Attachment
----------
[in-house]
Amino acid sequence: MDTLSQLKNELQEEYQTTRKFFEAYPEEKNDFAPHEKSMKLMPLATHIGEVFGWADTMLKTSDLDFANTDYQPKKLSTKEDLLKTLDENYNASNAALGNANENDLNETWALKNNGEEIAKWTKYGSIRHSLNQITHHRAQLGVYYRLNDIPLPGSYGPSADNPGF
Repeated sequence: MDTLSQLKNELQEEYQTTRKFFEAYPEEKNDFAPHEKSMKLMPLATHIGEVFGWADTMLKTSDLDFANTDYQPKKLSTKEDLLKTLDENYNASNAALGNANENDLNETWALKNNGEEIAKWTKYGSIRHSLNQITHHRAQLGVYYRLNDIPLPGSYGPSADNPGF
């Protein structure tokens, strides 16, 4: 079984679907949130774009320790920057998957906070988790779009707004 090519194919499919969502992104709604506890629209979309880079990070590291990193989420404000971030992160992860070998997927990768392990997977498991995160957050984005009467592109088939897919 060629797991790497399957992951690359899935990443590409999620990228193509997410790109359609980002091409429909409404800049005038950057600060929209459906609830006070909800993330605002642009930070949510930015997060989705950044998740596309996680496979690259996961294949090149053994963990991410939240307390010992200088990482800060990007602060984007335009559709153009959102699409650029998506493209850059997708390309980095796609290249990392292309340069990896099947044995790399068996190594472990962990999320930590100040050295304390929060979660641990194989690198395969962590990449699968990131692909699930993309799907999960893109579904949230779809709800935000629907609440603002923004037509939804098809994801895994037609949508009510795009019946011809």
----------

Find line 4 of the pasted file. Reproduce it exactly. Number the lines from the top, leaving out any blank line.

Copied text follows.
């Protein structure tokens, strides 16, 4: 079984679907949130774009320790920057998957906070988790779009707004 090519194919499919969502992104709604506890629209979309880079990070590291990193989420404000971030992160992860070998997927990768392990997977498991995160957050984005009467592109088939897919 060629797991790497399957992951690359899935990443590409999620990228193509997410790109359609980002091409429909409404800049005038950057600060929209459906609830006070909800993330605002642009930070949510930015997060989705950044998740596309996680496979690259996961294949090149053994963990991410939240307390010992200088990482800060990007602060984007335009559709153009959102699409650029998506493209850059997708390309980095796609290249990392292309340069990896099947044995790399068996190594472990962990999320930590100040050295304390929060979660641990194989690198395969962590990449699968990131692909699930993309799907999960893109579904949230779809709800935000629907609440603002923004037509939804098809994801895994037609949508009510795009019946011809």